Ministers must deliver on their words with actions if as many as 725,000 net new green jobs are to be created in quest of Net Zero goals, the Climate Change Committee warns today.
“Around 250,000 jobs have already been created in the transition, but the full workforce opportunities will only be realised with stronger policies”, said Lord Deben, chair of the independent scientists who advise the nation’s leaders.
“A hands-off approach to the Net Zero workforce from government will not work”.
Renewable energy, retrofitting buildings, & electric vehicles and battery manufacture are among sectors best primed to make between 135,000 and 725,000 new jobs before 2035, says the CCC in its new workforce assessment.
But the committee warns that Britain’s competitiveness already lags the EU’s green industrial plan and President Briden’s environmentally-tinged Inflation Reduction Act.
In the face of international pressures, the UK must defend its competitive advantage in Net Zero sectors like hydrogen and carbon capture, the report urges.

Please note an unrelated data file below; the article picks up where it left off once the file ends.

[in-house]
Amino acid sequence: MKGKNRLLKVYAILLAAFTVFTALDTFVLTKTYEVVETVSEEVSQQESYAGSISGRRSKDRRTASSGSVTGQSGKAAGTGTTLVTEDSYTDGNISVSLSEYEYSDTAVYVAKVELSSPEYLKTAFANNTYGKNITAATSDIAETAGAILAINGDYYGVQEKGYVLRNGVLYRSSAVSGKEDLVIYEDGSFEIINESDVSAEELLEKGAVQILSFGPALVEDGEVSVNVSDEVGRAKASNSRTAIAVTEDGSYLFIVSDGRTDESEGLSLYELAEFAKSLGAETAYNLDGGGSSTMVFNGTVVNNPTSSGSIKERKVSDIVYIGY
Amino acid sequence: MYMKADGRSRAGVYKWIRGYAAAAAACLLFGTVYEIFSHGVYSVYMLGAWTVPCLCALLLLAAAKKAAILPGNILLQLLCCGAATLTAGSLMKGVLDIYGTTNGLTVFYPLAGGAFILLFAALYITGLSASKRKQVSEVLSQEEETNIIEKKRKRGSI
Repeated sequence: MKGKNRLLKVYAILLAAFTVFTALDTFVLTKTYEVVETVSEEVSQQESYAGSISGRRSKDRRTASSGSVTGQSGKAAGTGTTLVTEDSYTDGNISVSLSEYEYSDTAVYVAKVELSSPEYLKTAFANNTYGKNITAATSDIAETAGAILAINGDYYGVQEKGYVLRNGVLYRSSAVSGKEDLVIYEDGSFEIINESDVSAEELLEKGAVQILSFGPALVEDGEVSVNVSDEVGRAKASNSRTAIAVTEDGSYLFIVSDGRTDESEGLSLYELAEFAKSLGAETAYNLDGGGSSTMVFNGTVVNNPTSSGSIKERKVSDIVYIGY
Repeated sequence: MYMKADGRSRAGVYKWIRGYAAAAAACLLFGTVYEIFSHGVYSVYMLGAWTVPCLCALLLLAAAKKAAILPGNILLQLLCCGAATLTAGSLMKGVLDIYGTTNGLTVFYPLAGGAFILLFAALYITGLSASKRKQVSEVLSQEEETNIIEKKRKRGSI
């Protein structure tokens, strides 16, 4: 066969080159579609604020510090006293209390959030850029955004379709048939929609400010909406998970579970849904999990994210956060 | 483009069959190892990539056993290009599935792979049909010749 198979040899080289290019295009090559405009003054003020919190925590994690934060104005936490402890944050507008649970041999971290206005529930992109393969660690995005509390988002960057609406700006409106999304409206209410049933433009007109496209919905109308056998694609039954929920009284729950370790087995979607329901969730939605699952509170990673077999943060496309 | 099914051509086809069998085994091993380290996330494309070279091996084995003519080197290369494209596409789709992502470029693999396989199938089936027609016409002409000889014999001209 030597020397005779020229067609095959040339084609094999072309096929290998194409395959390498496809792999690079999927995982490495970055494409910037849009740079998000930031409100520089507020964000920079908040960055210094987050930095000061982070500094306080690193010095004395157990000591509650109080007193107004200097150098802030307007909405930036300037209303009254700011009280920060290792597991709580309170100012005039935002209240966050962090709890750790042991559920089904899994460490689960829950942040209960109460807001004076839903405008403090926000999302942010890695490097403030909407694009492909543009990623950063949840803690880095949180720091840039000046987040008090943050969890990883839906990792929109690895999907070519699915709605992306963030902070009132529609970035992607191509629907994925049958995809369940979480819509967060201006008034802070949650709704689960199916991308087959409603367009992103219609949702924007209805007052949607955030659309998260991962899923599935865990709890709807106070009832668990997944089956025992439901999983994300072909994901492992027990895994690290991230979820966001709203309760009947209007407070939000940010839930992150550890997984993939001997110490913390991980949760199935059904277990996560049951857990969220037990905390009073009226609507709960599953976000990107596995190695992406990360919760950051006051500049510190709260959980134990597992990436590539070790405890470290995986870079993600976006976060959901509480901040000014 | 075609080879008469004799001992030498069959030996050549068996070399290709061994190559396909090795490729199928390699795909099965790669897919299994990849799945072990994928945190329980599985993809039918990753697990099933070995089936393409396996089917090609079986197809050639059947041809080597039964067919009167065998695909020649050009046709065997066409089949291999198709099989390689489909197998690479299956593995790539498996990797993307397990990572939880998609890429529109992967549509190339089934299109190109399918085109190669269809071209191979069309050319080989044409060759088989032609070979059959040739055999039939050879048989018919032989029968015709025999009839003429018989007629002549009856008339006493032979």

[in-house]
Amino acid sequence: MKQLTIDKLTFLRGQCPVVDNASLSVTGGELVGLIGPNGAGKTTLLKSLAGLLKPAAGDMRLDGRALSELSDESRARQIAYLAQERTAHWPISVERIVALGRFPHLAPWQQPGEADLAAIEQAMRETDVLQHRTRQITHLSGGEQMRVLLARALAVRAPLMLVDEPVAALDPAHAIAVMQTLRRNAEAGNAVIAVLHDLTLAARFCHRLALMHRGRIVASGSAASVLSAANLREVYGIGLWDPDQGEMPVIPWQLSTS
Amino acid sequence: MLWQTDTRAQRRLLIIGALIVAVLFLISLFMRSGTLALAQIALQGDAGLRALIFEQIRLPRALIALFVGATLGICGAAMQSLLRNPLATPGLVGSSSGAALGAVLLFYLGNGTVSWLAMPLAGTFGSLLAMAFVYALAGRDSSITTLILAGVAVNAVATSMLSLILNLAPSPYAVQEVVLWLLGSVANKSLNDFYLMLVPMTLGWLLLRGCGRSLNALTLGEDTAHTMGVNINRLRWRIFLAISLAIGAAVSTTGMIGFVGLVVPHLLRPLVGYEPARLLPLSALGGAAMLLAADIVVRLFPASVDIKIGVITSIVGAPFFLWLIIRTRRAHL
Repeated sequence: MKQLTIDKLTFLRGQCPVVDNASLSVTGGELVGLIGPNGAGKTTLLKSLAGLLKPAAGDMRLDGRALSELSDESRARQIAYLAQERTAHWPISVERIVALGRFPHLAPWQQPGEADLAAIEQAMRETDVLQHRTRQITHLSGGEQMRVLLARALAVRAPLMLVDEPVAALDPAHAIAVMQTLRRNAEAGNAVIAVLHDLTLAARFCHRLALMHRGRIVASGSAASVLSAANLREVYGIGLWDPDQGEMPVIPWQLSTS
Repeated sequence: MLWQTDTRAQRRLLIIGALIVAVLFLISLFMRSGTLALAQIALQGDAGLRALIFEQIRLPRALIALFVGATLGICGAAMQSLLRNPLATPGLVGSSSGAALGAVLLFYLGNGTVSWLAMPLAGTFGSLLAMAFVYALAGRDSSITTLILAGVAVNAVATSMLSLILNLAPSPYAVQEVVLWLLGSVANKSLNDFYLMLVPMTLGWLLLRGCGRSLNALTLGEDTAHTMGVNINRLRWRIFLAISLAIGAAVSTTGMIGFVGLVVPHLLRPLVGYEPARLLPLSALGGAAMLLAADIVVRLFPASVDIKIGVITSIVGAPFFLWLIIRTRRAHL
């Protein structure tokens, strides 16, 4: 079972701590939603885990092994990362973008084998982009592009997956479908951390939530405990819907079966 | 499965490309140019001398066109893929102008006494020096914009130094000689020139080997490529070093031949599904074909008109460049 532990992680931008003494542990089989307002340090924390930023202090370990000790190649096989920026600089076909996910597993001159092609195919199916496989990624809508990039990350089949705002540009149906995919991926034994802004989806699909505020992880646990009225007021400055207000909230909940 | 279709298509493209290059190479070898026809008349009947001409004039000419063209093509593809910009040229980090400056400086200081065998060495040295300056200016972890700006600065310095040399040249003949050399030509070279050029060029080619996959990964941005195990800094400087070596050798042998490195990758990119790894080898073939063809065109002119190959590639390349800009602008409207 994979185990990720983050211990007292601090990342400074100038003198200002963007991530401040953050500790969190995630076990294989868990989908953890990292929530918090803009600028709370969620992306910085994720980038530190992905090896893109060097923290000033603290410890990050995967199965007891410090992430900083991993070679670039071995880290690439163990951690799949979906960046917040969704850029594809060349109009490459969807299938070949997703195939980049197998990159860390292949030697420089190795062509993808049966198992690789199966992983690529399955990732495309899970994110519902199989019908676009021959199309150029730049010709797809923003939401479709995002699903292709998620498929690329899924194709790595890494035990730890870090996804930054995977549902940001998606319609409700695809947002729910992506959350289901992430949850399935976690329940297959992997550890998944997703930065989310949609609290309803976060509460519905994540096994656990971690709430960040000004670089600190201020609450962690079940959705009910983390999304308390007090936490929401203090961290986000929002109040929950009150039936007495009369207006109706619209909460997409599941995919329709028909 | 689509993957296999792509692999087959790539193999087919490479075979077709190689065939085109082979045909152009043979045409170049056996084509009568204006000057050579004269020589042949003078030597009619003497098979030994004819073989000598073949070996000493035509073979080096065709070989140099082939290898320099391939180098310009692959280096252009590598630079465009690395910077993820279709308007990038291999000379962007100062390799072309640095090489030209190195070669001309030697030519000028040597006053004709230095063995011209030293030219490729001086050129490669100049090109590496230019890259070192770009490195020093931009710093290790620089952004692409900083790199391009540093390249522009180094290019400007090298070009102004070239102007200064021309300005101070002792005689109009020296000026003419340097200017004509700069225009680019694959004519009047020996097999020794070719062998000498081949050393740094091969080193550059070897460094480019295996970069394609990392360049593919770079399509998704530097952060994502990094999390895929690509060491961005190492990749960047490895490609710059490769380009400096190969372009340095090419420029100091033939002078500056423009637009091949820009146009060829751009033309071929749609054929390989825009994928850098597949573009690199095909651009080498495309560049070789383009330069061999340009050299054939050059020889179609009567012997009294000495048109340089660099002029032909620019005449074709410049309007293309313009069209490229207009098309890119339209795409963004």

Potentially, more jobs are likely to be created than to be lost, the scientists calculate. The transition to green jobs can carry fewer risks & less pain than the death of mining & steel making in the 1970s & 1980s.
Green jobs in carbon capture, offshore wind, and the hydrogen economy are already bringing revival to post-industrial regions like Humberside, South West, and the north west. Grangemouth, Teesside, Southampton and Merseyside could follow.
Only around a fifth of workers will see the largest impacts, the committee believes, those now employed in sectors that will have a core role linked to Net Zero, and impacts will be felt well into the 2030s.
Risks needing to be managed on the road to a just transition include an inadequate supply of skilled workers, plus potentially disruptive impacts to some affected communities. Risks and opportunities are unique to each sector.
The committee’s findings and advice today will contribute to the government’s workforce action plan on Net Zero and nature, expected early next year.
More from the CCC report here.